Shen bought her burger van with the support of MVTH, the housing association that is now responsible for all the homes in the estate.

She claims that their support for her and others in the community has been encouraging.

She told the LDRS that due to the success of her burger van following covid, that she will soon set up a permanent cafe in The Phoenix Centre opposite.

As well as her business, Shen also runs a mobile food hub for the community. Working alongside Roundshaw’s permanent food bank, she offers residents free food and provisions provided by local retailers.

She said: “I left French sticks out last week and they were gone in 15 minutes after I put a post up on our community Facebook page. I thought that must be some kind of record but it does show that there is still a need for stuff. People still need a lot of help.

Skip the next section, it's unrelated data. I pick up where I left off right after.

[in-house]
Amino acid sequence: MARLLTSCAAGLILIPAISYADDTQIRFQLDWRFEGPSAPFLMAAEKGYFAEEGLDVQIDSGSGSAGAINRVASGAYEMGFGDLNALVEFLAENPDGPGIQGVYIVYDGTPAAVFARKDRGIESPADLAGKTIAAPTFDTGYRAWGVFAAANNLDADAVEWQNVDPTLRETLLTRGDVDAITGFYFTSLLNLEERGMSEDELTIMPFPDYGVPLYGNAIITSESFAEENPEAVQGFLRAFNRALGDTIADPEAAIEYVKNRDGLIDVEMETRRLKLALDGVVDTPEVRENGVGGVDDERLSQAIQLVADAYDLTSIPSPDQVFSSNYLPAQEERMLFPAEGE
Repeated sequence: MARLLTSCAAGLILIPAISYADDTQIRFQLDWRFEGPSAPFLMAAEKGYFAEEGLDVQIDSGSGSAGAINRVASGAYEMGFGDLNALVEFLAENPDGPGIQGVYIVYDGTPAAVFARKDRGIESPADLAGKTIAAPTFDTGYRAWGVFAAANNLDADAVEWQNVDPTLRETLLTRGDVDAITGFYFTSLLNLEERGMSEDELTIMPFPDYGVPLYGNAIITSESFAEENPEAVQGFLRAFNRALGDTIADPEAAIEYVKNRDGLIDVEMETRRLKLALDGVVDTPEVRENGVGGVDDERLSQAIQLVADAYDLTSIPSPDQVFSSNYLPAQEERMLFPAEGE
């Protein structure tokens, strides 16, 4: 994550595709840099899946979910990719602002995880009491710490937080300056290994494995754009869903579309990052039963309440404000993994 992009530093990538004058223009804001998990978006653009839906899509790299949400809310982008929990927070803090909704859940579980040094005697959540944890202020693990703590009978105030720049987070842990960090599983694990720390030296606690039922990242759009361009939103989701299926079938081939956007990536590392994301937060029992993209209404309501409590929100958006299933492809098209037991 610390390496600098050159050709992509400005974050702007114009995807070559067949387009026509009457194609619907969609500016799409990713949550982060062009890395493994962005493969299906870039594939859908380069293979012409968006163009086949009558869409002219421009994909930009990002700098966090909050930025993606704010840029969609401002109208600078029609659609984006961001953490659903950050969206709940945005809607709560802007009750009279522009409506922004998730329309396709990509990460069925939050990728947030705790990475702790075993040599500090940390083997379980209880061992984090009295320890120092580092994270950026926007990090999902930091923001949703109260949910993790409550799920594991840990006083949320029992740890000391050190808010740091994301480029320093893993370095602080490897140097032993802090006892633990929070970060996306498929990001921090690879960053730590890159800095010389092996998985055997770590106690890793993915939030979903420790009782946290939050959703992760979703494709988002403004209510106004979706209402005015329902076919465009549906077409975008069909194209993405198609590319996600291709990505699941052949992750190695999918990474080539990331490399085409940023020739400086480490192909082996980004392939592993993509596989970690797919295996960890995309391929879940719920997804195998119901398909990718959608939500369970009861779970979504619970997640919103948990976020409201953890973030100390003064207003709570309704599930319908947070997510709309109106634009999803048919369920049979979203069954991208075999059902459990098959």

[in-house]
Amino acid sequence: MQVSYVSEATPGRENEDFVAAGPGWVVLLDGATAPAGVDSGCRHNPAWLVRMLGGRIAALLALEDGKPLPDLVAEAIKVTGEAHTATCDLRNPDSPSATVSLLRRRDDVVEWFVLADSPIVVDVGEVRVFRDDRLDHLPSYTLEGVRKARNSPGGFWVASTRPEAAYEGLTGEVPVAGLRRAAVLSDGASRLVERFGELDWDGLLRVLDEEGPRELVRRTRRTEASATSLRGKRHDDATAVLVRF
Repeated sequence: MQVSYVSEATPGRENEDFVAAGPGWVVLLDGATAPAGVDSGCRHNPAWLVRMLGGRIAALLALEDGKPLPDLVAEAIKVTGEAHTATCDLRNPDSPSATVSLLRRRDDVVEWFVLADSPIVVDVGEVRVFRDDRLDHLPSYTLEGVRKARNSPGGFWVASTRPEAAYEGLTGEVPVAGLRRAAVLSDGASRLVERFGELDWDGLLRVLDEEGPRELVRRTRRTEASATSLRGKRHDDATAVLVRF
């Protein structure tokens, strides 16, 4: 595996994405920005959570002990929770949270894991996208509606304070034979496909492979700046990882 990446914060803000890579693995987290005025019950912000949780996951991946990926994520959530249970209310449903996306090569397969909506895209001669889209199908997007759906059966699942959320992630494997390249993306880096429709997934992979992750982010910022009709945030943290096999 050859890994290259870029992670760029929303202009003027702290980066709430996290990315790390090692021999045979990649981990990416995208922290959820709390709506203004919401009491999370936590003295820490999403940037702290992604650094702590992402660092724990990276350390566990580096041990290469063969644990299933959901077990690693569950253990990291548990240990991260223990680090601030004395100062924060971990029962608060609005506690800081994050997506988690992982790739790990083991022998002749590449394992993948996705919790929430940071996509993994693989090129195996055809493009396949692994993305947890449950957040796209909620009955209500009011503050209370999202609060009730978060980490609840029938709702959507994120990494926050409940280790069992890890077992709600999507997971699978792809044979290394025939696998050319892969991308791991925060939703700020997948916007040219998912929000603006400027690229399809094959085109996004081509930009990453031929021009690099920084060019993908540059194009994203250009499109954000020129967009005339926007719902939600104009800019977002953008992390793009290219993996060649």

“There are still a lot of people who won’t come to the hub because they feel embarrassed but they will walk past and take from here because it’s on their route and there’s no judgement.

"We do have some that raid it but that’s always going to happen. I will not let anyone go hungry.”

Despite the community support it provides, some residents have expressed frustration in dealing with MVTH, especially when it came to home repairs.

One resident told the LDRS: “If you have a problem, you can’t get through to MVTH. If they do respond, you’d be quite lucky. You can’t just walk in to their office like you used to.”

Another local resident added: “I have had a leak in my kitchen and black mould on our ceiling for three months. I have three children and one disabled adult.

"The leak from the ceiling has now meant there’s mould around the floor, and I can’t have that. Metropolitan has come round three times, but it’s never sorted.

"They just say they haven’t got the part and reschedule. This has been going on for three months now.”